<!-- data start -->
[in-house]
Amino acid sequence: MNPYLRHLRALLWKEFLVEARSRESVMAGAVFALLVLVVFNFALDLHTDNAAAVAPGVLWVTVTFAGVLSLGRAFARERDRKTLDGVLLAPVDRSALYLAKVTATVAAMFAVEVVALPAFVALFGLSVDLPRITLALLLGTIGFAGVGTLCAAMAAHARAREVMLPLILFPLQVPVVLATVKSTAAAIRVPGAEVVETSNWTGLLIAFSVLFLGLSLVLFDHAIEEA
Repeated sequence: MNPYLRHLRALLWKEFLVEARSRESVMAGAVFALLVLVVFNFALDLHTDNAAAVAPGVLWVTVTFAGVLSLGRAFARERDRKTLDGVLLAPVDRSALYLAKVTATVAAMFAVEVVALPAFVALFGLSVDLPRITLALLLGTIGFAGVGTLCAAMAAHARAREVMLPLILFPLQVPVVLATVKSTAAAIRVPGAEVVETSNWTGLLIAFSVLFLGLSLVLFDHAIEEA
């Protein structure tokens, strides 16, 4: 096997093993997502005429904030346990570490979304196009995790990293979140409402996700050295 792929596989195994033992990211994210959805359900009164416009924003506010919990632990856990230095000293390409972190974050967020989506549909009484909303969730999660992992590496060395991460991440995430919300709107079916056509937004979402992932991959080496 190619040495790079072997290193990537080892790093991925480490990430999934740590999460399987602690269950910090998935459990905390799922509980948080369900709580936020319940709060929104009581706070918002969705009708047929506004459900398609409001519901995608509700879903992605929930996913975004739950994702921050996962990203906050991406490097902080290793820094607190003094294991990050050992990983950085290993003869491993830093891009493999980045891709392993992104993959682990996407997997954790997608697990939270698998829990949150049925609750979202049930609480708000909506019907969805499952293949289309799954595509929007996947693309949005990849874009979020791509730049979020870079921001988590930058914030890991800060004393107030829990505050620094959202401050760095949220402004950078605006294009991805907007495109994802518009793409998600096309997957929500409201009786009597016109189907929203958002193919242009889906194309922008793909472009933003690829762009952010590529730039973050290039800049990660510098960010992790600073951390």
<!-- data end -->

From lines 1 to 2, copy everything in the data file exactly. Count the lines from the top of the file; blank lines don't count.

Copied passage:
[in-house]
Amino acid sequence: MNPYLRHLRALLWKEFLVEARSRESVMAGAVFALLVLVVFNFALDLHTDNAAAVAPGVLWVTVTFAGVLSLGRAFARERDRKTLDGVLLAPVDRSALYLAKVTATVAAMFAVEVVALPAFVALFGLSVDLPRITLALLLGTIGFAGVGTLCAAMAAHARAREVMLPLILFPLQVPVVLATVKSTAAAIRVPGAEVVETSNWTGLLIAFSVLFLGLSLVLFDHAIEEA